Be interested to know if any of the Italians here have a perspective on fresh vs dried?
You need to make fresh pasta to make ravioli and tortellini

Quote:
View Post
I agree with PopTart.

I find it interesting the growth of "fresh" pasta as a premium product with a premium price. "Authentic" pasta (I know authentic can be a widely debated topic in food) is dried - pasta was created as a way of turning perishable wheat into food that can could be stored through the winter. It was never meant to be eaten or produced as a fresh product and in my experience it is rare for Italian meals to be served with fresh pasta
My wife's grandmother always made it fresh and never used dried - ever.
That was south of Rome.

Perishable wheat is turned into flour which can be stored better than dried pasta.
Reply With Quote
The following 2 users would like to thank Tom1234 for this useful post:
  #14  
Old 26.11.2011, 17:35
Forum Veteran
 
Join Date: Feb 2007
Location: Secret
Posts: 573
Groaned at 4 Times in 3 Posts
Thanked 392 Times in 201 Posts
lilith has a reputation beyond reputelilith has a reputation beyond reputelilith has a reputation beyond reputelilith has a reputation beyond repute
Re: Pasta problem

Quote:
View Post
I agree with PopTart.

I find it interesting the growth of "fresh" pasta as a premium product with a premium price. "Authentic" pasta (I know authentic can be a widely debated topic in food) is dried - pasta was created as a way of turning perishable wheat into food that can could be stored through the winter. It was never meant to be eaten or produced as a fresh product and in my experience it is rare for Italian meals to be served with fresh pasta

Be interested to know if any of the Italians here have a perspective on fresh vs dried?
There are two types of pasta. Water-based (durum wheat semolina, water, salt) is best made industrially, using massive machines for mixing throughly a thick, dense dough, and bronze extruders. These pastas are typically all the spaghetti, maccheroni, penne, fettuccine, eliche and other fancy shapes. Look for best makers, such as De Cecco (i find Barilla a poor substitute, the tast is so-so and it doesn't hold the cooking as well, which speaks of a use of sub-par ingredients).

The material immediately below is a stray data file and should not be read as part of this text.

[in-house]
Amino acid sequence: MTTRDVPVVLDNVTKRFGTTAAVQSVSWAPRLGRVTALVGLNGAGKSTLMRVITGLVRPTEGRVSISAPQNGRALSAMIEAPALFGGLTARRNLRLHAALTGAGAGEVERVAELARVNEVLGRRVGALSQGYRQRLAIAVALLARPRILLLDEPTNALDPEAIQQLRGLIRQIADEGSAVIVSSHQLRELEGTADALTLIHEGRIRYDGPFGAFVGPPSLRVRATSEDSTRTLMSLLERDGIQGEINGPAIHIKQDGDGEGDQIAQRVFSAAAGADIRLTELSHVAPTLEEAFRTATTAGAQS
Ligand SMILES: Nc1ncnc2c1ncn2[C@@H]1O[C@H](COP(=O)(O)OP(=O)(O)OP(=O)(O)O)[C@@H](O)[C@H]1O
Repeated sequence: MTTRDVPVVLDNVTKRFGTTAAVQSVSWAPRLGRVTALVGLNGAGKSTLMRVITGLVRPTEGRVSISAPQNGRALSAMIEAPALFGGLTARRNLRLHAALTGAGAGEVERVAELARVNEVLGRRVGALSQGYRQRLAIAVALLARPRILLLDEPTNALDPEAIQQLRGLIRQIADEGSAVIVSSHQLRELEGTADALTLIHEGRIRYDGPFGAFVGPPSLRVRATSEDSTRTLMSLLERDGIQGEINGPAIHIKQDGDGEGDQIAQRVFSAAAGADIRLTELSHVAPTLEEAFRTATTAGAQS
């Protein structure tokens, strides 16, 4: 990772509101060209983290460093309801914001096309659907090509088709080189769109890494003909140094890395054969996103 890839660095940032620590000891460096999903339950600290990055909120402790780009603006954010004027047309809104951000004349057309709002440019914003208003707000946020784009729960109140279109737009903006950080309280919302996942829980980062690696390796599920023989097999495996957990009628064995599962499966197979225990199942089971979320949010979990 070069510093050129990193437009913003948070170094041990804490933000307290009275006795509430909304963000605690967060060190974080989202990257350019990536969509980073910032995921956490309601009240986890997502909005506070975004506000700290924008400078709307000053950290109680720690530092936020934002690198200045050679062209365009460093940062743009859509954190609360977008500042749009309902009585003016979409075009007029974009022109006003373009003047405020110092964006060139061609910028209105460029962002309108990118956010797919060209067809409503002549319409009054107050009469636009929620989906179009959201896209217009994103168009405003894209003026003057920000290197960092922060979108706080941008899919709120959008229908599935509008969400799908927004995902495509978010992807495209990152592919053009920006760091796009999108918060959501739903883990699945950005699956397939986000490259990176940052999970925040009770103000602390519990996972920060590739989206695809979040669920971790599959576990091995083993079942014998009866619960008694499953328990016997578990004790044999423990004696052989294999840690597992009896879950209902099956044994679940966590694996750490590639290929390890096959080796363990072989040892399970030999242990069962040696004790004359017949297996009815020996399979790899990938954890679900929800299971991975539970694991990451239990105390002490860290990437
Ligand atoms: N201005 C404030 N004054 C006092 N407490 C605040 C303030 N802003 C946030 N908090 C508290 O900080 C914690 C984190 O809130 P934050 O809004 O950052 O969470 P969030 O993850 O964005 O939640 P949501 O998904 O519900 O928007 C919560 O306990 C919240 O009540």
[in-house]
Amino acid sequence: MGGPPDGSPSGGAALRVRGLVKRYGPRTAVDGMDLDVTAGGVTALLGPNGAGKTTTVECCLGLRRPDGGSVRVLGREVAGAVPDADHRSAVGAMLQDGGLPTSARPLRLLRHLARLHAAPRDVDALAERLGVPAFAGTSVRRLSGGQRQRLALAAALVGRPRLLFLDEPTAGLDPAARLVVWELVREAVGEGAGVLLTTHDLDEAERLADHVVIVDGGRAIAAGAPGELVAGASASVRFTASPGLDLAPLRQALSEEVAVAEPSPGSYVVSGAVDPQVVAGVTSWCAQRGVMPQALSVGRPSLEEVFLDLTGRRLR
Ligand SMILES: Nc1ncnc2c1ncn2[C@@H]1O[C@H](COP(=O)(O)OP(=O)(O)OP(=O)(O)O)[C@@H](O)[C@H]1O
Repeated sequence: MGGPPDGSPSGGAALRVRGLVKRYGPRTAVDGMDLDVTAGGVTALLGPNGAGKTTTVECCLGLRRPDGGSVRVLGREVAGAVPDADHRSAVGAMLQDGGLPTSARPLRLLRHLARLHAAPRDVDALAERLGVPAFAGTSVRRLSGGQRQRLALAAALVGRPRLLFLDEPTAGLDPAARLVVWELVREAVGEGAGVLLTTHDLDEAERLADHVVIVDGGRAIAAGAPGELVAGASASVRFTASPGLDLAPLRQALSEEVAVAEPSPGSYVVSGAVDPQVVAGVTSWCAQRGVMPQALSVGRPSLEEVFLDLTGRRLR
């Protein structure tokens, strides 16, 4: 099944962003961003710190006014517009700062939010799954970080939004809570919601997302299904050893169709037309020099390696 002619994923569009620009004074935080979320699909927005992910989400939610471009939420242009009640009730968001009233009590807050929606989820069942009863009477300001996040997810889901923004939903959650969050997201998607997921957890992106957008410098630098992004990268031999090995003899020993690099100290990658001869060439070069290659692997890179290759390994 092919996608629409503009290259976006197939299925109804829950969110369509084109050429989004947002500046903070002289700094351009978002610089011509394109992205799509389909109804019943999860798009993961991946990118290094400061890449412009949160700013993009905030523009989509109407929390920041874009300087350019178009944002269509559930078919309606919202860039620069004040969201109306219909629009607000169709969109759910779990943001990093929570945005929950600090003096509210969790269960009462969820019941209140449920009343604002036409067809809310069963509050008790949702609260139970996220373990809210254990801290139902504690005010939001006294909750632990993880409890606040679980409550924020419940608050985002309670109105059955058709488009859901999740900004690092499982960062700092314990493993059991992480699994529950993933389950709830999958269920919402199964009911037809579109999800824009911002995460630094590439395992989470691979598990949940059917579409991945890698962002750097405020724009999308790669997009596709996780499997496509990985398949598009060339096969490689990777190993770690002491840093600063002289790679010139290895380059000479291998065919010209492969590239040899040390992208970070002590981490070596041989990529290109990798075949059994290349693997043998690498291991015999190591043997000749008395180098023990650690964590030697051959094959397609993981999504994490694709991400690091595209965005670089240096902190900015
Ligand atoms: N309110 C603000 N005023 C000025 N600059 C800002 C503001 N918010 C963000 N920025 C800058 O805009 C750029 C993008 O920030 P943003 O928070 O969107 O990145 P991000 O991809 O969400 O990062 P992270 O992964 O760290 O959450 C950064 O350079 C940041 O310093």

All egg-based pasta, including lasagne, tortellini, ravioli, tagliatelle e tagliolini, are in fact usually a fresh product. They are made with a ratio of 100 gr of flour to 1 egg (and for special occasions, there is even a preparation with only egg yolks, delicious but very delicate to make, using 28 yolks to 1 kg of flour). The plain tagliatelle and lasagne can be made ahead and dried. The stuff u buy in supermarkets is made usually with 4 to 6 eggs per kilo (so adding water in the mix) and are mostly ok.

For home made lasagne, look out also for the fresh lasagna sheets... I've seen them available here and there, or buy them in Italy and freeze them. No pre-cooking nor soaking, and a better firmness.

Otherwise, soaking just 2-3 min works well, while increasing a bit the sauce. It is not an exact science, but it is hard to mess up!
Reply With Quote
The following 2 users would like to thank lilith for this useful post:
  #15  
Old 26.11.2011, 17:48
NotAllThere's Avatar
Modulo 2
 
Join Date: Oct 2008
Location: Baselland
Posts: 15,046
Groaned at 307 Times in 263 Posts
Thanked 23,226 Times in 9,433 Posts
NotAllThere has a reputation beyond reputeNotAllThere has a reputation beyond reputeNotAllThere has a reputation beyond reputeNotAllThere has a reputation beyond reputeNotAllThere has a reputation beyond reputeNotAllThere has a reputation beyond repute
Re: Pasta problem

I'm having lasagne tonight. Just cooking now...
Reply With Quote
  #16  
Old 26.11.2011, 17:51
st2lemans's Avatar
Forum Legend
 
Join Date: Dec 2010
Location: Lugano
Posts: 32,516
Groaned at 2,578 Times in 1,840 Posts
Thanked 39,652 Times in 18,690 Posts
st2lemans has a reputation beyond reputest2lemans has a reputation beyond reputest2lemans has a reputation beyond reputest2lemans has a reputation beyond reputest2lemans has a reputation beyond reputest2lemans has a reputation beyond repute
Re: Pasta problem

Quote:
View Post
Do you make your own Tom?
Sometimes.

For ravioli and other filled pasta, yes (will be making pumpkin ravioli in the next days), but generally not for spaghetti and such.

Quote:
View Post
Look for best makers, such as De Cecco (i find Barilla a poor substitute, the tast is so-so and it doesn't hold the cooking as well, which speaks of a use of sub-par ingredients).
My wife hold the opposite view, much preferring Barilla over De Cecco.

Tom
Reply With Quote
This user would like to thank st2lemans for this useful post:
  #17  
Old 26.11.2011, 20:33
poptart's Avatar